I’d like to warn the best of them, the iconoclasts, the innovators, the rebels, that they will always have a bull’s-eye on their backs. The better they get, the bigger the bull’s-eye. It’s not one man’s opinion; it’s a law of nature.” – Nike founder Phil Knight

“It is not the critic who counts; not the man who points out how the strong man stumbles, or where the doer of deeds could have done them better. The credit belongs to the man who is actually in the arena …” – President Teddy Roosevelt

There are no statues devoted to critics.

Our increasingly complex data-driven society is overloaded with analysts, reviewers, chroniclers, interpreters – creating nothing of meaningful value – but they are always quick to cast stones at those who try to make the world a better place.

As Phil Knight said in his New York Times best seller Shoe Dog, “Entrepreneurs have always been outgunned, outnumbered.”

A perfect example – not the first one and certainly not the last – is the use of a series of infographics to depict an engineering/entrepreneur who tried and tried and succeeded brilliantly, but is portrayed by his failures.

A May 26 MarketWatch piece by Sally French includes a five-part infographic, which catalogs a litany of failures by Tesla co-founder, SpaceX founder, SolarCity co-founder and PayPal co-founder Elon Musk.

When asked to describe himself by Steve Croft of CBS’ “60 Minutes,” Musk responded that he regarded himself simply as an engineer. Almost DailyBrett has worked with engineers for years, attempting to transform their anal exactitude, never-ending acronyms and nomenclature into plain English.

What characterizes engineers is their willingness, their compulsion to throw ideas at the wall. Some will stick, and others … oh well.

Elon Musk is not afraid to fail. He is more scared by the prospect of not even trying.

Alas, Musk is human. Five of his SpaceX rockets blew up. He was ousted from PayPal on his honeymoon. He made $180 million from his stake in PayPal. He invested this money and presumably much more in SpaceX and Tesla, both were hemorrhaging cash. He was not only broke, but in way-over-his-head debt in 2008.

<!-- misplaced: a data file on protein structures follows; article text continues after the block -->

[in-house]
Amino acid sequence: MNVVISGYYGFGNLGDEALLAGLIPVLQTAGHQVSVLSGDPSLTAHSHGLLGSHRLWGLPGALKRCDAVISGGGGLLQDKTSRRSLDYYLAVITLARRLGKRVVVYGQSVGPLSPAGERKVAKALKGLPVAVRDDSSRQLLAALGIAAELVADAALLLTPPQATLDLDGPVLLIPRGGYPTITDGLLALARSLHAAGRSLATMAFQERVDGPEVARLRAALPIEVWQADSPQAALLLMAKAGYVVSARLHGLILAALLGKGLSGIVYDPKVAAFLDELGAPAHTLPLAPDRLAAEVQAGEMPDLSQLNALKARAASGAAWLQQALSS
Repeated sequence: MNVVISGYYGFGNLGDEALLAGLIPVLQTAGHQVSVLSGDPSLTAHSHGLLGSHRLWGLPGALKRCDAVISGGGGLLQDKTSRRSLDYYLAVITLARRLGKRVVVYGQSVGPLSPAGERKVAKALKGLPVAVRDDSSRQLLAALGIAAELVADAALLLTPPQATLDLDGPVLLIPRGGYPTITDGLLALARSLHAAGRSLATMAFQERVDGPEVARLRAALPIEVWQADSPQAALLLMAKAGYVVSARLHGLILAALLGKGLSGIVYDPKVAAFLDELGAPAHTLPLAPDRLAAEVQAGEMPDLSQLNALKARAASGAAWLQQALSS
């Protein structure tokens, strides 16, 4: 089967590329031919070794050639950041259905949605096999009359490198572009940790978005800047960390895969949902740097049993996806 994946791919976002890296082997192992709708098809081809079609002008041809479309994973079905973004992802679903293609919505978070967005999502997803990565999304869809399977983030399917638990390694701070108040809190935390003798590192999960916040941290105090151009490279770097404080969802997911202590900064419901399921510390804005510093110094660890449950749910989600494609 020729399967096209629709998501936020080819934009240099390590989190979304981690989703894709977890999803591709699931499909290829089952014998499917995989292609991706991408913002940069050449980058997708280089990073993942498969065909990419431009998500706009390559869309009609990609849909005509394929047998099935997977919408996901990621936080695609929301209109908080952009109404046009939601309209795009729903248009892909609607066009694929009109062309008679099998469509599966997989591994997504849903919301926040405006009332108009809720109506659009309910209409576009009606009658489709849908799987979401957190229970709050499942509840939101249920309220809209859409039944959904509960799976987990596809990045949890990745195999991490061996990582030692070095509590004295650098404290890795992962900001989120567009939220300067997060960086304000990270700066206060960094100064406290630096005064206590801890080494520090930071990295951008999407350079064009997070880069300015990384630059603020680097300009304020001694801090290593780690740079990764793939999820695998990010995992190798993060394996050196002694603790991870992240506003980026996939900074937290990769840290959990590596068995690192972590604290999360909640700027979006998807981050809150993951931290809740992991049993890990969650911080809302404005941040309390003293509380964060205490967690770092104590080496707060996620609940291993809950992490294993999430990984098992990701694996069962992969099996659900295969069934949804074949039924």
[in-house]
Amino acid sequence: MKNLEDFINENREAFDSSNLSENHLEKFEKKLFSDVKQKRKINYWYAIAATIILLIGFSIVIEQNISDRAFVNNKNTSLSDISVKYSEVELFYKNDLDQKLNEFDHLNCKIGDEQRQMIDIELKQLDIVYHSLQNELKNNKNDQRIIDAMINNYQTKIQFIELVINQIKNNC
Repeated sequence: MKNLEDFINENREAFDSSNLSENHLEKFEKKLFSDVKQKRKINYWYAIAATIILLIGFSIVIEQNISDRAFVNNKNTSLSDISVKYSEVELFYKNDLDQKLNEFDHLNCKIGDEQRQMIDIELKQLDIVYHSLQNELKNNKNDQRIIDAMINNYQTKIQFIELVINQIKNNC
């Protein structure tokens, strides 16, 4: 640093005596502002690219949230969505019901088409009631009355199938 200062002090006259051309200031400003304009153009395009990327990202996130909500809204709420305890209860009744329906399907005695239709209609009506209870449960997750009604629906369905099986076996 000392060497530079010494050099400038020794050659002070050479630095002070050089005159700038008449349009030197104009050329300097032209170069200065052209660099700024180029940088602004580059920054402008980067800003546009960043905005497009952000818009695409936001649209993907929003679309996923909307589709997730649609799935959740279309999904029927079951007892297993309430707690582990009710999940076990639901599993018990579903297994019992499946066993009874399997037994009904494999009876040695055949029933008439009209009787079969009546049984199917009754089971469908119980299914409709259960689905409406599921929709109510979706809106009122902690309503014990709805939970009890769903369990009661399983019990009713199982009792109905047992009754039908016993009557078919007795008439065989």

Today, Musk is Forbes’ #80 wealthiest individual on the planet with an estimated worth of $13.9 billion. His Tesla is the pure-play leader in energy-efficient electric cars, ion-Lithium batteries and solar. Is Tesla an electric car company that helps combat climate change? An energy company that shuns fossil fuels? Or is it, Elon Musk’s company?

How about all of the above? To most investors, the answer would be third … Tesla is Elon Musk’s company … and there may lie the reason for the MarketWatch infographics, illustrating Musk’s failures. Schadenfreude has never felt so good or gut.

A similar set of questions can be asked about Musk’s SpaceX, which is transporting materials to the International Space Station and may someday put humans on Mars. Think of it this way, four entities have successfully fired rockets into space: The United States of America, Russia, China and Elon Musk’s privately held, SpaceX.

The Importance of Failure

“I think it’s important to have a good hard failure when you’re young because it makes you kind of aware of what can happen to you. Because of it, I’ve never had any fear in my whole life when we’ve been near collapse.” — Walt Disney

Would you rather be Steve Jobs, who was terminated by the company he created, Apple?

Or would you rather be John Sculley, who will go down in history as the man who fired Steve Jobs?

 

 

Sculley recently tried to blame the termination of Jobs on the Apple Board of Directors at the time, but the die has already been cast. Sculley will follow Jobs to the grave as the man who sent packing the modern-day equivalent of Leonardo da Vinci.

Nike founder Phil Knight recounted in his memoir how he started his company with a $50 loan from his dad. Today, Nike is the planet’s No. 1 athletic apparel and shoe provider with $33.92 billion in revenues, $86.8 billion in market capitalization and 70,000 employees.

Uncle Phil is the 28th wealthiest homo sapien in the world at $26.2 billion. Keep in mind, this company was literally days, if not hours, away from bankruptcy too many times to count between 1962 and going public in 1980.

For Musk, his tale is a South Africa-to-America story. Today, Tesla is a $8.55 billion company, employing 17,782 with investors pouring $53.4 billion into its market cap.

Almost DailyBrett has been consistent in hailing the risk takers, the entrepreneurs, those who stare failure right in the face and sneer. The results are great companies that employ 10s of thousands and produce the products we want and need.

There will always be those who rage at the “billionaire class” to score political points.

And some with too-much-time-on-their-hands develop infographics to illustrate how the great have fallen here and there.

Wonder if any of these critics, analysts, reviewers etc. would have fired Steve Jobs?

Almost DailyBrett radical transparency: Your author happily owns shares in both Nike (NYSE: NKE) and Tesla (NASDAQ: TSLA). The above epistle does not constitute investment advice for either company other than to generically say, Buy Low, Sell High.